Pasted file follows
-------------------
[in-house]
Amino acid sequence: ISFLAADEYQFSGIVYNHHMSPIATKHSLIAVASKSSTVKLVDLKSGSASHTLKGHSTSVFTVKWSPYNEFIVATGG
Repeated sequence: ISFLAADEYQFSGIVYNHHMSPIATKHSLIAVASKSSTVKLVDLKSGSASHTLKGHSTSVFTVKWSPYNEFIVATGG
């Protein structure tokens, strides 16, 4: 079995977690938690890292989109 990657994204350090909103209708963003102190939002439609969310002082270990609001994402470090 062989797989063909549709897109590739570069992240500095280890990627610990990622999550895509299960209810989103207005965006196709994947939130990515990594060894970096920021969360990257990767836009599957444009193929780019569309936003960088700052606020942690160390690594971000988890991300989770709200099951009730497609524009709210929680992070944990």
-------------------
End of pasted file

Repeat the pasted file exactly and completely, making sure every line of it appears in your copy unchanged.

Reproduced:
[in-house]
Amino acid sequence: ISFLAADEYQFSGIVYNHHMSPIATKHSLIAVASKSSTVKLVDLKSGSASHTLKGHSTSVFTVKWSPYNEFIVATGG
Repeated sequence: ISFLAADEYQFSGIVYNHHMSPIATKHSLIAVASKSSTVKLVDLKSGSASHTLKGHSTSVFTVKWSPYNEFIVATGG
């Protein structure tokens, strides 16, 4: 079995977690938690890292989109 990657994204350090909103209708963003102190939002439609969310002082270990609001994402470090 062989797989063909549709897109590739570069992240500095280890990627610990990622999550895509299960209810989103207005965006196709994947939130990515990594060894970096920021969360990257990767836009599957444009193929780019569309936003960088700052606020942690160390690594971000988890991300989770709200099951009730497609524009709210929680992070944990």